The spread of antimicrobial resistance is quickly outstripping the development of novel antibiotics, suggesting a looming danger for human health and well-being. One potential means for avoiding this crisis is the identification of compounds that stimulate the innate immune system, triggering increased microbial clearance by the host. In addition, these compounds are likely to prove a more difficult target for the adaptive genetic processes of microbes, as they unbalance the host-pathogen interaction, rather than simply killing the pathogen or preventing its replication. For this application, we will utilize a simple model organism, C. elegans, which possesses several experimental advantages: amenability to genetic screens, including forward, reverse, and chemical, adaptability to biochemical assays, and an evolutionarily conserved innate immune pathway similar to those of humans. I developed and partially characterized a novel liquid infection assay with this organism and used it to carry out a high-throughput screen to identify immunostimulatory compounds. For this project, infection-alleviating compounds will be tested for their ability to activate several key immune and stress pathways using transcriptional reporters. The compounds will be used to identify novel components of C. elegans immune response pathways and the targets of selected compounds will be determined. In future work, these compounds can be further tested in a variety of invertebrate and vertebrate model organisms, potentially identifying novel targets for the development of human therapeutics.

Public Health Relevance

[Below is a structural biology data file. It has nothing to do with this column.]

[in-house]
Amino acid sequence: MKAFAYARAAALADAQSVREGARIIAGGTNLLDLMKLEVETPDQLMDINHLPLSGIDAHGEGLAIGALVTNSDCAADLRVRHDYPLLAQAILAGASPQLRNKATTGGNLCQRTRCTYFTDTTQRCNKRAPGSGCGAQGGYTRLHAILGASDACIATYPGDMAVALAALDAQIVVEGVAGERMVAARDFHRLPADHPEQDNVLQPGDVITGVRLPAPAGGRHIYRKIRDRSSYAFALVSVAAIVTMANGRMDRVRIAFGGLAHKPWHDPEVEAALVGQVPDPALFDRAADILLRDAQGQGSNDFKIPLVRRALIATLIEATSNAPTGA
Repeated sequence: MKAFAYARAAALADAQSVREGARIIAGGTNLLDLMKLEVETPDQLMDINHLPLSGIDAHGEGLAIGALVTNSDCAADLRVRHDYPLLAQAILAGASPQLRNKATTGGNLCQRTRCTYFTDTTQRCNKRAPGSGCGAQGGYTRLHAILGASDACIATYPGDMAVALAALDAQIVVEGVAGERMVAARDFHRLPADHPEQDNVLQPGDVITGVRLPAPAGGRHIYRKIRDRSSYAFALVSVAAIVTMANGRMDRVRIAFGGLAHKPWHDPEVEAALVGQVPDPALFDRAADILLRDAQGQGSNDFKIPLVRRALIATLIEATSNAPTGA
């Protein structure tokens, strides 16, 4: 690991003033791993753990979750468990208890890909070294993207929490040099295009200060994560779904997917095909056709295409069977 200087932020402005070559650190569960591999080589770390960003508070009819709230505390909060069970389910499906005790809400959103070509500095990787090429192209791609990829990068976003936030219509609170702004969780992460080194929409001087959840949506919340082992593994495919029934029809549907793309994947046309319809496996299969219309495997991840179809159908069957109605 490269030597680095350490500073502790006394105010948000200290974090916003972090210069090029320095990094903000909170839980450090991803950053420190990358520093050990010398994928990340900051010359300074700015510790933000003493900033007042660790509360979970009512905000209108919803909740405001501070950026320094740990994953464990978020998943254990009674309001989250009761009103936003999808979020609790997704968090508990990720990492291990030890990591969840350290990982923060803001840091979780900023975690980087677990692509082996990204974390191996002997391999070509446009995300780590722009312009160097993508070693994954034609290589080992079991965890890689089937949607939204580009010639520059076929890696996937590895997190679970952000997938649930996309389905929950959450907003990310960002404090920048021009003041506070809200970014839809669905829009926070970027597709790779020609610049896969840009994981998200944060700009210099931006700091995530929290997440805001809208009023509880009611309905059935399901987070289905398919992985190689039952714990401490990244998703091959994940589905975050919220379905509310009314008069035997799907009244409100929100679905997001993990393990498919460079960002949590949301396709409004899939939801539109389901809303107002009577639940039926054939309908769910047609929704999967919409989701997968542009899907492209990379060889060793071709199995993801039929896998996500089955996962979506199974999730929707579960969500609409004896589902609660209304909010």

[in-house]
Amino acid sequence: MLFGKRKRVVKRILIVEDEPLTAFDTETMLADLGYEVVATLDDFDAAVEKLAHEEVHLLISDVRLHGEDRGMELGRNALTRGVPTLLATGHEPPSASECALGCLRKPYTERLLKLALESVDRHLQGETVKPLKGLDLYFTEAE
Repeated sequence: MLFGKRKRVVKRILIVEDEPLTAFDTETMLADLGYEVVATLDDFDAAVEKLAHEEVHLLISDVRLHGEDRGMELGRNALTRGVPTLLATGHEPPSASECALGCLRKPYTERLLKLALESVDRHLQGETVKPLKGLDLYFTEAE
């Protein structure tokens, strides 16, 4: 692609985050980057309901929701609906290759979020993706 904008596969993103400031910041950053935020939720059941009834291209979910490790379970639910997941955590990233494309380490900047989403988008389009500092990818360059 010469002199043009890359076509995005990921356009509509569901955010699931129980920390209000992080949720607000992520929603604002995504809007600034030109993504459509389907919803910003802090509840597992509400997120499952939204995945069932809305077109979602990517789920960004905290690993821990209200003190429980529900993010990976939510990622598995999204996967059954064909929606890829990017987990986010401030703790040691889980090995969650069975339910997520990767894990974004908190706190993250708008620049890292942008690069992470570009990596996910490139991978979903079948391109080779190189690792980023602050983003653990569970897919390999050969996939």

The expanding threat of antimicrobial resistance is rapidly outstripping the development of novel antibiotics, leading to a burgeoning menace of untreatable bacterial infections. A novel infection assay with a small worm was used to identify compounds that enhance host survival. Drugs will be tested for immunostimulatory activity, and positive hits will be analyzed to determine their mechanisms of function and will be used to identify novel components of innate immune signaling pathways.

National Institute of Health (NIH)
National Institute of Allergy and Infectious Diseases (NIAID)
Postdoctoral Individual National Research Service Award (F32)
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Special Emphasis Panel (ZRG1-F13-C (20))
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Prograis, Lawrence J
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Massachusetts General Hospital
United States
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Kirienko, Daniel R; Revtovich, Alexey V; Kirienko, Natalia V (2016) A High-Content, Phenotypic Screen Identifies Fluorouridine as an Inhibitor of Pyoverdine Biosynthesis and Pseudomonas aeruginosa Virulence. mSphere 1:
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Kirienko, Natalia V; Kirienko, Daniel R; Larkins-Ford, Jonah et al. (2013) Pseudomonas aeruginosa disrupts Caenorhabditis elegans iron homeostasis, causing a hypoxic response and death. Cell Host Microbe 13:406-16